The Wraith Rundown

In simplest terms, the Wraith operates in much the same way as any other digital camera in that its CMOS sensor converts light into electrical signals. The sensor has a resolution of 1920 x 1080 pixels which results in high-definition images that are crisp and detailed. A FLCOS display provides 1280 x 720 pixel resolution. Displayed on the screen of the optic is a reticle that can be manipulated using the five-button display (four directional arrows, one select/power button in the center) on the body of the optic. The controls allow you to select from among ten different reticle options (including dots, circle/dots, and MRAD and MOA reticles). There are also nine separate color palettes from which to choose.

Sightmark Wraith HD Digital Riflescope
(Photo courtesy of Brad Fitzpatrick)

Indeed, Wraith HD optics work very much like any digital camera, but unlike other digital cameras the sensor functions in IR light. Attached to the top of the unit is an IR Flashlight that looks and functions very much like other flashlights with one important exception: instead of emitting white light, which our eyes can detect, the IR flashlight emits infrared light, which we cannot detect. When the IR flashlight is activated, the image appears on the screen because it has been converted from IR light to visible light by the sensor.

Sightmark Wraith HD Digital Riflescope
(Photo courtesy of Brad Fitzpatrick)

Despite its high-tech capabilities, the Wraith HD runs on some old-fashioned power: 4 AA batteries for the digital scope and 1 CR1232 battery for the IR flashlight. You can attach a USB cord to the port in the camera but being able to swap out dead batteries for fresh ones is preferable in the field (of course, so long as you remember to bring batteries). But with a 4.5-hour battery life (2 hours with IR) a single set of AA batteries offers substantial runtime. When the unit indicates low battery simply swap them out and in a matter of seconds you’ll be back in the hunt.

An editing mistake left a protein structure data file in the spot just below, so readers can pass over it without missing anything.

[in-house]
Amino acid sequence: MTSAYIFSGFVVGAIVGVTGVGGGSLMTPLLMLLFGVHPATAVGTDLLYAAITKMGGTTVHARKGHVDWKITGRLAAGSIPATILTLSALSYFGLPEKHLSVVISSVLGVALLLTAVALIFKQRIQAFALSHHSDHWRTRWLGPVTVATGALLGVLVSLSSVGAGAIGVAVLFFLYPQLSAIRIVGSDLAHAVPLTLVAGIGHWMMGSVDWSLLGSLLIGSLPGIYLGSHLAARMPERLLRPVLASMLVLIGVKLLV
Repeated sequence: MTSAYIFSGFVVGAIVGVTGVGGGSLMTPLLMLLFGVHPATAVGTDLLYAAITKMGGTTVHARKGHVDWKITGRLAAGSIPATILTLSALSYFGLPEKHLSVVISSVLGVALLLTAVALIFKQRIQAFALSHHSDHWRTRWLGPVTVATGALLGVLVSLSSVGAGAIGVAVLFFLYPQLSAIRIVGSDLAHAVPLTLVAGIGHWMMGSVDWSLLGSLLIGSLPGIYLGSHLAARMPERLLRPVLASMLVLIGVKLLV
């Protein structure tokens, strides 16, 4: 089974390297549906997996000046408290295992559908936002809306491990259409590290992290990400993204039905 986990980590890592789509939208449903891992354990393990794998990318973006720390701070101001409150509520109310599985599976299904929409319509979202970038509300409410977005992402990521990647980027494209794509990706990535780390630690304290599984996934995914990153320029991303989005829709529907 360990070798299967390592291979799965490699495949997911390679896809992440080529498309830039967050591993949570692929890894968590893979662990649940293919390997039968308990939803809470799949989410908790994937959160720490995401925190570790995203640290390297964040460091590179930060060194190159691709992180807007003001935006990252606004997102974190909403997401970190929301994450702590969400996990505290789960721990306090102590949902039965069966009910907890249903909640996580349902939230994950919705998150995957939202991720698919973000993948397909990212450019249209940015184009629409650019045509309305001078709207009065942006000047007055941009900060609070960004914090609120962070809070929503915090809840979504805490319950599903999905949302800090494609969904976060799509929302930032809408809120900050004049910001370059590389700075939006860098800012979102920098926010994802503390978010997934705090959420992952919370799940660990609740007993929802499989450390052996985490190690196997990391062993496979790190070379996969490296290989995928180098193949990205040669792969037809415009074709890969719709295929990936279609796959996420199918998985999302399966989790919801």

Sightmark Wraith HD Digital Riflescope
(Photo courtesy of Brad Fitzpatrick)

Both Wraith HD models (2-16x28, 4-32x50) feature 8x zooms and can capture 1080 HD video onboard and feature a full-color daytime display. Attaching these optics to your rifle is fast and easy thanks to the Picatinny-compatible mount on the bottom of the optic. Zeroing the rifle is fast and easy, and even if you loathe familiarizing yourself with new technology you can follow the PDF “getting Started” instructions on the Sightmark website. If you can program the microwave, set up a new remote, or navigate most of the buttons on your smartphone then you’ll have no trouble operating either of the Wraith HD optics. The PDF runs through, among other topics, zeroing the rifle. The process is slightly different than the approach most shooters use when zeroing a traditional magnified optic, but it’s actually faster and easier to dial in the Wraith than it is a traditional optic because you simply use the buttons to match the point of impact on paper with POA in the scope. The whole process takes just a few minutes, and the scope holds zero for day and night shooting. The tutorial also walks through mounting the optic as well as diopter and focus adjustment.